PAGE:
Any current NCRA member in good standing, with the exception of students, may be nominated for these awards. Court reporters, captioners, videographers, scopists, teachers and school administrators, and court reporting managers are all eligible for nomination. Nominate a noteworthy court reporter, captioner, videographer, scopist, teacher, school administrator, or court reporting manager or a group, such as firms, courthouses, or court reporting programs. Self-nominations are accepted. More information about specific criteria for each of the categories is available on the JCR Awards Entry Form.

To enter, submit a written entry to the JCR between 300 and 1,000 words explaining the strategies implemented and why they were successful. Ancillary materials, such as photos, may also be submitted with the nomination. Nominations will be considered based on the best fact-based story. Please be prepared to offer documentation, verifiable sources, or other assistance as needed to be considered for these awards. The stories of the finalists will be published as featured articles in the March JCR.

Nominations are due by Oct. 31Read more about the JCR Awards.

See last year’s winners. 

How TCRA and NCRA worked together to provide the CRC in Texas

By Cindy Hinds

This year, the Texas Court Reporters Association (TCRA) worked in conjunction with NCRA to bring the NCRA Certified Realtime Captioner Workshop to the Texas convention. In addition, the TCRA CART/Captioning Committee was able to bring the program to its members for only the cost of the convention. This article explains our joint venture and how we paid for it without passing all the costs to the CRC attendees.

The CART/Captioning Committee determined that we had taught our last “CART 101” class at a state convention. The basic “This is CART” course wasn’t really helping anyone. It didn’t tell court reporters how to get started in CART; it wasn’t helping our professional CART captioners become more knowledgeable in their field; and the few TCRA CART captioners on the Texas roster had grown weary of talking to themselves. (I say that with great affection, as I am one of those few Texas captioners.) The committee wanted to supply more value for the captioners’ convention dollar as well as reach out to the court reporters who were interested in CART. We wanted all members, and especially CART captioning members, to walk away with some benefit for the money paid and time spent at the convention. We also hoped that bringing something new to Texas might serve to bring more CART captioning members into TCRA, thus increasing our membership. We are never going to get past CART 101 if we do not grow our CART captioning membership.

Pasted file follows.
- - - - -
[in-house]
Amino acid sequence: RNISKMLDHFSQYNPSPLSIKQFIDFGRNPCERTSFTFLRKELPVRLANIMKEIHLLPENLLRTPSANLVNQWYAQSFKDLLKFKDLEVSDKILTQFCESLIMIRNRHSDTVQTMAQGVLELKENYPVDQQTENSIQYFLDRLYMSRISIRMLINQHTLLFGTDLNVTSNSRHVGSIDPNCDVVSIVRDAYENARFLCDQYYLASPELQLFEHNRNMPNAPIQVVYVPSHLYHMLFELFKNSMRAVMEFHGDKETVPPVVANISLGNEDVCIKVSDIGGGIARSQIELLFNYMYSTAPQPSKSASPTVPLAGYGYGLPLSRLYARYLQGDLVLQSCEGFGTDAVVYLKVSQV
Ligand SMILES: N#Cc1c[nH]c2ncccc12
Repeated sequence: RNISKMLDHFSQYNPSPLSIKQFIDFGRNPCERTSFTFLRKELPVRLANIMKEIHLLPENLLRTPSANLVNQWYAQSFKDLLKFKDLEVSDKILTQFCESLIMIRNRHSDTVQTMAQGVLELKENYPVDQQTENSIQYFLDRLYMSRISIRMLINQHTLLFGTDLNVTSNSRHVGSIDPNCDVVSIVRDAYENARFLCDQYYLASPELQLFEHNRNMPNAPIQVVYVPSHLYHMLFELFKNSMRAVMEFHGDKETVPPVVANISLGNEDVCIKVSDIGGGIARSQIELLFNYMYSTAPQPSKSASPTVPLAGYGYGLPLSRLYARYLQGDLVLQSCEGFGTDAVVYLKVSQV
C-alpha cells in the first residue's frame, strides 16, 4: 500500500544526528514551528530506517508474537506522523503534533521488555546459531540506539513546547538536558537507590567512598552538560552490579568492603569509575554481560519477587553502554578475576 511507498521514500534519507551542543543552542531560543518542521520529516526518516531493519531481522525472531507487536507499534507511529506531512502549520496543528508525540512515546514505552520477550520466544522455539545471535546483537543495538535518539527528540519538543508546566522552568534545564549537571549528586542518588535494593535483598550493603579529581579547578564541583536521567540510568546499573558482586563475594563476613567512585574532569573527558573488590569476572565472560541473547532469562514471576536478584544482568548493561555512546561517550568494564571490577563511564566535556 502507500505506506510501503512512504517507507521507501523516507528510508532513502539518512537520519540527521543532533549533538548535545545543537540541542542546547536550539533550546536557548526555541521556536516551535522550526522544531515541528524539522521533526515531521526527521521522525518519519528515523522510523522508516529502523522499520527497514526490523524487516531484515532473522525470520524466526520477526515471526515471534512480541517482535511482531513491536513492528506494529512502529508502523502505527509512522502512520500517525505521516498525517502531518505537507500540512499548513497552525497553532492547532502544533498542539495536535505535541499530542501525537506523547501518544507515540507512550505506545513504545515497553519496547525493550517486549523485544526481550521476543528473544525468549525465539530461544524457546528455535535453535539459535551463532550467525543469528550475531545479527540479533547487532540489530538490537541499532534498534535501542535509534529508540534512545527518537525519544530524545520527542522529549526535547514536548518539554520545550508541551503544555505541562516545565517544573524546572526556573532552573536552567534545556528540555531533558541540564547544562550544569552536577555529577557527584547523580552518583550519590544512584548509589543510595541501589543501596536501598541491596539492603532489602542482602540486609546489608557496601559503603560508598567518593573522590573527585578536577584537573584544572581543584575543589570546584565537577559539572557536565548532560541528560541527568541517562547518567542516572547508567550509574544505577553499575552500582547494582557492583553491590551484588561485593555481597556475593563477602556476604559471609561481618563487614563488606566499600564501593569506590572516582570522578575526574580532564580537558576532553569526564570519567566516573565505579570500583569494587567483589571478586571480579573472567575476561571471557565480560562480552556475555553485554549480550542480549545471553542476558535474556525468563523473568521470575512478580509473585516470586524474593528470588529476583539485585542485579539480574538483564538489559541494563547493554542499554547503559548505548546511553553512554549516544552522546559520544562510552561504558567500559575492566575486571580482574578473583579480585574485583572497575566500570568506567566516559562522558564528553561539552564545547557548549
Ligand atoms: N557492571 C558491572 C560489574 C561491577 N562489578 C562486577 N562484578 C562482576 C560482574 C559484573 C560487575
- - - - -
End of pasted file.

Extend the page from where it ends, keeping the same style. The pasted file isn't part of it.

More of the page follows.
After much discussion about different “canned” programs that we might invite, the committee determined that bringing the whole CRC program to Texas from NCRA would be a great value for our members. Just think: For the cost of the convention itself, a member could earn CEUs, complete one leg of the CRC certification, and gain all the intangible benefits of attending a convention. But how would we pay for a program such as the CRC and the expense that comes with it without overburdening the attendees? We found the answer in our history.

TCRA, as it turns out, has a long history of being proactive where CART is concerned. Almost 20 years ago, a small group who recognized the potential for CART formed the CART Foundation in order to pursue grants to train CART writers and to help pay for CART projects. The CART projects would serve as proof of the effectiveness of CART in the classroom. Over the six or so years that the foundation existed, they hired grant writers and petitioned the proper state agency — in Texas, that agency is the Department of Assistive and Rehabilitative Services (or DARS) — for grants in order to train CART providers and to fund CART projects. The foundation was also awarded some monetary gifts from interested private citizens.

Then the CART Foundation decided to dissolve because there simply were not enough people to carry the torch. The organization granted the money it raised back to DARS with the requirement that the money be used to train CART writers. There the money sat until TCRA came and asked for it again more than ten years later for the very same reason. DARS was happy to grant the money to TCRA to bring NCRA’s CRC program for the purposes of training CART captioners who would then offer a valuable service to the community that they serve. Our request was made by a simple letter from the Executive Director of TCRA and a contact person who simply called attention to our request.